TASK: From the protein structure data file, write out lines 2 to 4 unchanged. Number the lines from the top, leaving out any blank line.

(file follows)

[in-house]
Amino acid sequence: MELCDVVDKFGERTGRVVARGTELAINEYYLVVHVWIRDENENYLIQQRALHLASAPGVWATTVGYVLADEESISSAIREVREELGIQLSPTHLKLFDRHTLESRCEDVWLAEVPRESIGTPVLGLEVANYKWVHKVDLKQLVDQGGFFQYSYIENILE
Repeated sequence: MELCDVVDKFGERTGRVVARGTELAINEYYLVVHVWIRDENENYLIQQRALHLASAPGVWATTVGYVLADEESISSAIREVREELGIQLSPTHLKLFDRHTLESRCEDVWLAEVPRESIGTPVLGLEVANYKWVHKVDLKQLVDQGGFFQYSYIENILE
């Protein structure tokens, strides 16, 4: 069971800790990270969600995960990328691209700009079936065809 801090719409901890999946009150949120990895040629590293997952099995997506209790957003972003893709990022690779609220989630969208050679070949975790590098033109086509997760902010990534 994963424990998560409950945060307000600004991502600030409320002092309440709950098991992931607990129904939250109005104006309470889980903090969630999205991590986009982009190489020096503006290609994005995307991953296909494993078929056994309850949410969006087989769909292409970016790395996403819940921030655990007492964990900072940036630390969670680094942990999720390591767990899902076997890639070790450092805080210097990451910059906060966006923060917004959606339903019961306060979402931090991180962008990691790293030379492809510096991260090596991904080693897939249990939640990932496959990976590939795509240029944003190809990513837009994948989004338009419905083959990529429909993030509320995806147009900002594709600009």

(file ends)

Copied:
Amino acid sequence: MELCDVVDKFGERTGRVVARGTELAINEYYLVVHVWIRDENENYLIQQRALHLASAPGVWATTVGYVLADEESISSAIREVREELGIQLSPTHLKLFDRHTLESRCEDVWLAEVPRESIGTPVLGLEVANYKWVHKVDLKQLVDQGGFFQYSYIENILE
Repeated sequence: MELCDVVDKFGERTGRVVARGTELAINEYYLVVHVWIRDENENYLIQQRALHLASAPGVWATTVGYVLADEESISSAIREVREELGIQLSPTHLKLFDRHTLESRCEDVWLAEVPRESIGTPVLGLEVANYKWVHKVDLKQLVDQGGFFQYSYIENILE
């Protein structure tokens, strides 16, 4: 069971800790990270969600995960990328691209700009079936065809 801090719409901890999946009150949120990895040629590293997952099995997506209790957003972003893709990022690779609220989630969208050679070949975790590098033109086509997760902010990534 994963424990998560409950945060307000600004991502600030409320002092309440709950098991992931607990129904939250109005104006309470889980903090969630999205991590986009982009190489020096503006290609994005995307991953296909494993078929056994309850949410969006087989769909292409970016790395996403819940921030655990007492964990900072940036630390969670680094942990999720390591767990899902076997890639070790450092805080210097990451910059906060966006923060917004959606339903019961306060979402931090991180962008990691790293030379492809510096991260090596991904080693897939249990939640990932496959990976590939795509240029944003190809990513837009994948989004338009419905083959990529429909993030509320995806147009900002594709600009």